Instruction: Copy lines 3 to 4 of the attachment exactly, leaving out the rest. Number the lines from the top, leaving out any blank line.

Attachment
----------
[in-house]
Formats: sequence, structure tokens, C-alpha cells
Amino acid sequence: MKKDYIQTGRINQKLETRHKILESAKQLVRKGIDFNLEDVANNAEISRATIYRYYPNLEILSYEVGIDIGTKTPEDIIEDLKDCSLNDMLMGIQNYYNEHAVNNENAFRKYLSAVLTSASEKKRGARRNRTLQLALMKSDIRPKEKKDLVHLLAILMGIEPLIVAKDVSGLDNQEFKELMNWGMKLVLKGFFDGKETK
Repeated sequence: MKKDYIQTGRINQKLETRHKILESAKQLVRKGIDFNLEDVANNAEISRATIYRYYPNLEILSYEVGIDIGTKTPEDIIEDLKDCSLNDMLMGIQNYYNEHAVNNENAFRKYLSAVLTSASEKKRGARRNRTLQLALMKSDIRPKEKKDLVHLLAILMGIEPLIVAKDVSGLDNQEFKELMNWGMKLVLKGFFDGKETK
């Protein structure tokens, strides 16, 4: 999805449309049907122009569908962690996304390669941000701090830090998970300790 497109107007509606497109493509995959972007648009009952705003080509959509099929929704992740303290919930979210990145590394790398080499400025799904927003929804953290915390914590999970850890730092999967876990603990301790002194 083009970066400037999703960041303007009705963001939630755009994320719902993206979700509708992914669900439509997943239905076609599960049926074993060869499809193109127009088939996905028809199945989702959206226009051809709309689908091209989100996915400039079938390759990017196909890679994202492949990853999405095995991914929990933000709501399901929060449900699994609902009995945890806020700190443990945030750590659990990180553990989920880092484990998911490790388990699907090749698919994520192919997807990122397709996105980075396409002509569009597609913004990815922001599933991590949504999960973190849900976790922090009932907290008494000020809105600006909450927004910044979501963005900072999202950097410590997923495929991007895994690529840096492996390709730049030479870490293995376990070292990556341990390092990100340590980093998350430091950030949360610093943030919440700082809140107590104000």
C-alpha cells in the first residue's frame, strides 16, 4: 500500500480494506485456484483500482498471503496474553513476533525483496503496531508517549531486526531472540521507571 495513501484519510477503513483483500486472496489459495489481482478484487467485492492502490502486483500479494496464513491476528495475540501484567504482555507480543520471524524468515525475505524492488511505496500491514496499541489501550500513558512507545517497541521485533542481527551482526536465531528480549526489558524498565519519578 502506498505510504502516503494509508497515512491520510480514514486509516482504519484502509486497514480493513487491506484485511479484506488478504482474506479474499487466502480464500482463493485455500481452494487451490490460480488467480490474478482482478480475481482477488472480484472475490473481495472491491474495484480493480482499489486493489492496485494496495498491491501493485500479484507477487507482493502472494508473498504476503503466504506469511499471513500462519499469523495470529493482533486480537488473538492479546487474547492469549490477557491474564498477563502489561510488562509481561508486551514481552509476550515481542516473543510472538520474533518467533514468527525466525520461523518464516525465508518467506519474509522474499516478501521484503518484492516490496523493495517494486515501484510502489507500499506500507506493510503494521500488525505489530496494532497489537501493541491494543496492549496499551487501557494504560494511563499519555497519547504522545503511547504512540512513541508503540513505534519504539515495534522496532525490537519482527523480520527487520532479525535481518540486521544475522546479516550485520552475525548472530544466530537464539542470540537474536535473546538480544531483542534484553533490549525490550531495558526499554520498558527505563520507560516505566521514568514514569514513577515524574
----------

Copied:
Amino acid sequence: MKKDYIQTGRINQKLETRHKILESAKQLVRKGIDFNLEDVANNAEISRATIYRYYPNLEILSYEVGIDIGTKTPEDIIEDLKDCSLNDMLMGIQNYYNEHAVNNENAFRKYLSAVLTSASEKKRGARRNRTLQLALMKSDIRPKEKKDLVHLLAILMGIEPLIVAKDVSGLDNQEFKELMNWGMKLVLKGFFDGKETK
Repeated sequence: MKKDYIQTGRINQKLETRHKILESAKQLVRKGIDFNLEDVANNAEISRATIYRYYPNLEILSYEVGIDIGTKTPEDIIEDLKDCSLNDMLMGIQNYYNEHAVNNENAFRKYLSAVLTSASEKKRGARRNRTLQLALMKSDIRPKEKKDLVHLLAILMGIEPLIVAKDVSGLDNQEFKELMNWGMKLVLKGFFDGKETK